Sekcja zwłok (Autopsy, 1973)
Director and screenwriter of animated and feature films. Born in Bydgoszcz in 1941.
He graduated in painting and graphic art from the Academy of Fine Arts in Kraków in 1966, in the Drawing for Film Class of Kazimierz Urbański. As a producer of animated films, he debuted two years later (1968) with Ptak / The Bird. Czekała was a co-founder of Kraków's Animated Film Studio. He debuted as a feature film director in 1976 with Zofia / Sophia, after which he made exclusively feature films for almost a decade, to return to animation from 1985 (Do utraty głów / Until Loss Of Heads).
A winner of many awards, chiefly for his animated works, including the main prizes at the festivals in Kraków and Mannheim for Syn / The Son (1970), and in Cork and Annecy for Apel / The Roll-Call (1971). His feature films also received recognition, his debut Zofia / Sophia winning many major prizes, including the Grand Prize of the San Remo IFF (1977).
"Less than four years have passed since his debut," wrote Kazimierz Żórawski in 1971, "during which time he has made just three films, but even today one can say about Ryszard Czekała that he is a fully mature artist, a creative personality whose works go beyond the recognized framework of animated film, blazing new trails." ("Kino" 10/71)
Ryszard Czekała was one of the reformers of Polish animation in the late 1960s / early 1970s. What sets him apart from other animation artists in our country? First of all - his focusing on the plot side of a film, his way of treating the material in a way that brings animated film closer to a feature film or documentary. Therefore - it is the themes which seemed reserved for feature films and documentaries until Czekała's animation appeared.
"I take the themes for my films from everything around me...," Czekała said, "I model the matter of my films from the everyday life accessible to everyone..., eliminating all the formal ornamentation and spectacular material - I select the form to match what I want to say. What I say are simple things." ("Polska" 5/1971)
Today it seems obvious that an animated film can tell a story, that it can be subtle, expressive, close to people's hearts, yet still remain an animated film. This has been proved by Czekała's successors, to mention Piotr Dumała. Because, though many critics pointed out that Czekała's films might just as well have been told with the help of actors, the formula of animated films gave them additional meanings, greater expression, strengthening an impression that maybe the same stories told traditionally could not have created.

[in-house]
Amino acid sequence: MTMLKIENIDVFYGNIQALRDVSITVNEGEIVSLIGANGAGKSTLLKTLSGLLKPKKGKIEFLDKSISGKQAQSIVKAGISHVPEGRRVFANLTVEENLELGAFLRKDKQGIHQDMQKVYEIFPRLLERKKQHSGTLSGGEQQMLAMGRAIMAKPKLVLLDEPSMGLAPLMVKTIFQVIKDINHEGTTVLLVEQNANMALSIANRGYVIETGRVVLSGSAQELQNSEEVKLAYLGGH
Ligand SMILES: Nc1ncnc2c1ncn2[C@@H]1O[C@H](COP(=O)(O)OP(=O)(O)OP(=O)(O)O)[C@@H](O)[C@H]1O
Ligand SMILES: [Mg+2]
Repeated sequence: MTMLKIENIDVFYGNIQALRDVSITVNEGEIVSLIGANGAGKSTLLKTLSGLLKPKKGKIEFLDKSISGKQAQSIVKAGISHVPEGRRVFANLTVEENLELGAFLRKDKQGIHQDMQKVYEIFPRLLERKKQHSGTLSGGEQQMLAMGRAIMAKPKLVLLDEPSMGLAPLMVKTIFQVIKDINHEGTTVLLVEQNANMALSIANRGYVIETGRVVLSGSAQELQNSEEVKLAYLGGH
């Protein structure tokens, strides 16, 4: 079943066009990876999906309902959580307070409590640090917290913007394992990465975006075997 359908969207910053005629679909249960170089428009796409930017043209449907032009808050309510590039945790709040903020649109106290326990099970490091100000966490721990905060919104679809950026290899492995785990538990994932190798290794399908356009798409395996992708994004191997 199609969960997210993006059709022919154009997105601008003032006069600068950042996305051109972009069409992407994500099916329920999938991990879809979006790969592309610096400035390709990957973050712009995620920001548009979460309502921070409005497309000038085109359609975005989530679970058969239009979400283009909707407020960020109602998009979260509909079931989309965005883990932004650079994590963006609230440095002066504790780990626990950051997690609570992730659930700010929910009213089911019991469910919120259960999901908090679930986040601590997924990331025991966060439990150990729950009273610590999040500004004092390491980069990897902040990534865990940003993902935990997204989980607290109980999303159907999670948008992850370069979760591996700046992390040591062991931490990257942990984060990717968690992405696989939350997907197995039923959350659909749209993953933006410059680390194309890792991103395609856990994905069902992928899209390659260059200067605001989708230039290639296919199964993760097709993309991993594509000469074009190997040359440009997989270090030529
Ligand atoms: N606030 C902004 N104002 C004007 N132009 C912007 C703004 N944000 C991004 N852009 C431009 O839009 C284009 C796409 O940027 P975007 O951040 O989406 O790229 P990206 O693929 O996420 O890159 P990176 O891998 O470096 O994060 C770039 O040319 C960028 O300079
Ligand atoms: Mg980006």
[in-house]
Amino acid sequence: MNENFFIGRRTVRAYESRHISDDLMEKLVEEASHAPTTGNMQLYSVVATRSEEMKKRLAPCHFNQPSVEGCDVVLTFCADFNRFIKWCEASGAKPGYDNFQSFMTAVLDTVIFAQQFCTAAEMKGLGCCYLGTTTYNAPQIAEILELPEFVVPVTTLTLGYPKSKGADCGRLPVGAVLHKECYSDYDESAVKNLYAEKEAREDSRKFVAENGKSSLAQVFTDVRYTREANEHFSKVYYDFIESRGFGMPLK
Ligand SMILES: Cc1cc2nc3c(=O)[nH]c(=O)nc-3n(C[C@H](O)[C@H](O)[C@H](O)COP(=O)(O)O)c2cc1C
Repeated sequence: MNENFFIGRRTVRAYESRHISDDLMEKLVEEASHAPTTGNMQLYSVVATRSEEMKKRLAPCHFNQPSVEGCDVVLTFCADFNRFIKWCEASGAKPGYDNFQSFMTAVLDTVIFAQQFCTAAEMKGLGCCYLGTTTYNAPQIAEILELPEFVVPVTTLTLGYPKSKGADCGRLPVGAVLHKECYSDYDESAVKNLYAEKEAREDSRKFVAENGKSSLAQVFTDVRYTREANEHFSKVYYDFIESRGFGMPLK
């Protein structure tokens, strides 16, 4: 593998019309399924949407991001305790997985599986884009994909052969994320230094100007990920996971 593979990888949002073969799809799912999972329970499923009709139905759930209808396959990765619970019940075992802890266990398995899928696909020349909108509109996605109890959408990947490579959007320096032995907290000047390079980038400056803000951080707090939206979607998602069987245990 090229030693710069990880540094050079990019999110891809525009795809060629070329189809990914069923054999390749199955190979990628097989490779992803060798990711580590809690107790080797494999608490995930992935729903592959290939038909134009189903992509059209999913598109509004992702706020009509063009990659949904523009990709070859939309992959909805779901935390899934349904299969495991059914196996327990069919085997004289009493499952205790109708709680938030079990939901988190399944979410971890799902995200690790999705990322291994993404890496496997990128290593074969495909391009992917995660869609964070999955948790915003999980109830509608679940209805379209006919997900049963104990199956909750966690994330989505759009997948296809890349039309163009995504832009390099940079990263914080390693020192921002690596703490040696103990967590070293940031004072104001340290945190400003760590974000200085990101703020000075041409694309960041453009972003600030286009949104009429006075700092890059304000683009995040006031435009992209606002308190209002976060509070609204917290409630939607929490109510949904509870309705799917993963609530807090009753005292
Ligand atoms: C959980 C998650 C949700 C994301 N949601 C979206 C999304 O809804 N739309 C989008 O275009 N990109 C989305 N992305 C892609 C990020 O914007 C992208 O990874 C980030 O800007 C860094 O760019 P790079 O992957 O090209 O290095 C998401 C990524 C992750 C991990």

What were those stories? Ptak / The Bird (1968) - the main character dreams of freedom, its substitute being freedom for a bird that he is saving up his pennies to buy. Syn / The Son (1970) - the loneliness of parents abandoned in the countryside by their now "urban" son. Finally, Apel / The Roll-Call (1970) - a shocking picture of life in a concentration camp, a story of fear, humanity, and the inhumane camp system. These stories could have been told differently. However, what Czekała did when he made these three films can be compared to the contemporary achievements of Art Spiegelman, author of the "Maus" comic book, and Zbigniew Libera, who proposes that we build ourselves a concentration camp from Lego bricks (LEGO Concentration Camp), where the material adds meanings but also forces people to take an aloof look at the consumers of things that, one would think, are impossible to consume.
Andrzej Kossakowski wrote that with Apel / The Roll-Call, Czekała contributed to overcoming certain mental barriers: "It's true that animated films have long come out of the nursery ... but not all issues seemed possible to transfer to the world of animation." He also showed that animated films can be used "to speak about serious matters seriously, without that seemingly necessary wit, that 'tongue in cheek'," something that had seemed reserved for documentaries or acted films. ("Film" 50/7)
Ryszard Czekała's proposal was interpreted by many critics as a reaction to the ossification of the philosophical films which dominated the 1960s. Czekała himself confirmed this:
"I simply don't really like animated films which are allegories, or films which are philosophical tales, where people and objects have symbolic meanings. I want to show specific events and situations. My only concern is that they be evocative." ("Film" 25/1970)
As Kazimierz Żórawski wrote:
"The works of Ryszard Czekała are a natural and conscious reaction to the philosophical or rather pseudo-philosophical aspirations of many makers of animated films, to those films - parables of the world, films - syntheses of existence, films - grand symbols. 'Ptak', then 'Syn', and finally... 'Apel', are works telling simple and uncomplicated stories, where the simplicity is intentional, it is an artistic method. ... Ryszard Czekała tries to get through to the audience, telling them realistic stories whose possibility of existing ... is never in question. The aim of a realistic storyline supported by a visual setting reminiscent of documentaries, is to bring the author's thoughts closer to the viewer." ("Kino" 10/71)